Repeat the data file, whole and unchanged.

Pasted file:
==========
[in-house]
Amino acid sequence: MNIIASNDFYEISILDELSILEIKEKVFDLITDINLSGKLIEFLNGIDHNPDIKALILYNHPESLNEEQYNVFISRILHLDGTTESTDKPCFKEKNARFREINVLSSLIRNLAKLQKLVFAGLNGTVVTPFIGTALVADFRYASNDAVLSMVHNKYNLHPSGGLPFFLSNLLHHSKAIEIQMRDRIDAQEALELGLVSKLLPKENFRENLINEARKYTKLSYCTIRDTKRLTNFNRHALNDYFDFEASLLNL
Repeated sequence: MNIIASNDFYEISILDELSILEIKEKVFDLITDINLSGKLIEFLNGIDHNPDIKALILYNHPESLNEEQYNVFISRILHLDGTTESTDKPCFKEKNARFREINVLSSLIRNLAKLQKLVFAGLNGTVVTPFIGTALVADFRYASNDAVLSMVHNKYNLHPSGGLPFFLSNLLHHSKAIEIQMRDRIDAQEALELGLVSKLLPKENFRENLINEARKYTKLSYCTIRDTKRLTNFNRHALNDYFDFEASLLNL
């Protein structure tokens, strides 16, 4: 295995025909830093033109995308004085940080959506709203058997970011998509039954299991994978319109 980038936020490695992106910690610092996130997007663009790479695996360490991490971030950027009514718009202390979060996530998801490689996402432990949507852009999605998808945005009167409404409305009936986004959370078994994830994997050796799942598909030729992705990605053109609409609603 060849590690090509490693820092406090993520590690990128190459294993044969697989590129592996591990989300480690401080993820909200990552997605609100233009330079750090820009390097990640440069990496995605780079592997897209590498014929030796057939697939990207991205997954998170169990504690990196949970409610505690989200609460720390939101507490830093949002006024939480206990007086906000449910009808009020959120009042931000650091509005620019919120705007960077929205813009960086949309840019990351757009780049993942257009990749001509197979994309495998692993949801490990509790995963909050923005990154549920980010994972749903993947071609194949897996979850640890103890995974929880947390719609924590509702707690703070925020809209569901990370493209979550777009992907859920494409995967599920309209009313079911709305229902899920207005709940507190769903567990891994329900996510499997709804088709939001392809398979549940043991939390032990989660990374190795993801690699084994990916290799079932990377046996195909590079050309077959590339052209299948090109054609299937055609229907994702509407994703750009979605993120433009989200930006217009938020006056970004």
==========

[in-house]
Amino acid sequence: MNIIASNDFYEISILDELSILEIKEKVFDLITDINLSGKLIEFLNGIDHNPDIKALILYNHPESLNEEQYNVFISRILHLDGTTESTDKPCFKEKNARFREINVLSSLIRNLAKLQKLVFAGLNGTVVTPFIGTALVADFRYASNDAVLSMVHNKYNLHPSGGLPFFLSNLLHHSKAIEIQMRDRIDAQEALELGLVSKLLPKENFRENLINEARKYTKLSYCTIRDTKRLTNFNRHALNDYFDFEASLLNL
Repeated sequence: MNIIASNDFYEISILDELSILEIKEKVFDLITDINLSGKLIEFLNGIDHNPDIKALILYNHPESLNEEQYNVFISRILHLDGTTESTDKPCFKEKNARFREINVLSSLIRNLAKLQKLVFAGLNGTVVTPFIGTALVADFRYASNDAVLSMVHNKYNLHPSGGLPFFLSNLLHHSKAIEIQMRDRIDAQEALELGLVSKLLPKENFRENLINEARKYTKLSYCTIRDTKRLTNFNRHALNDYFDFEASLLNL
């Protein structure tokens, strides 16, 4: 295995025909830093033109995308004085940080959506709203058997970011998509039954299991994978319109 980038936020490695992106910690610092996130997007663009790479695996360490991490971030950027009514718009202390979060996530998801490689996402432990949507852009999605998808945005009167409404409305009936986004959370078994994830994997050796799942598909030729992705990605053109609409609603 060849590690090509490693820092406090993520590690990128190459294993044969697989590129592996591990989300480690401080993820909200990552997605609100233009330079750090820009390097990640440069990496995605780079592997897209590498014929030796057939697939990207991205997954998170169990504690990196949970409610505690989200609460720390939101507490830093949002006024939480206990007086906000449910009808009020959120009042931000650091509005620019919120705007960077929205813009960086949309840019990351757009780049993942257009990749001509197979994309495998692993949801490990509790995963909050923005990154549920980010994972749903993947071609194949897996979850640890103890995974929880947390719609924590509702707690703070925020809209569901990370493209979550777009992907859920494409995967599920309209009313079911709305229902899920207005709940507190769903567990891994329900996510499997709804088709939001392809398979549940043991939390032990989660990374190795993801690699084994990916290799079932990377046996195909590079050309077959590339052209299948090109054609299937055609229907994702509407994703750009979605993120433009989200930006217009938020006056970004």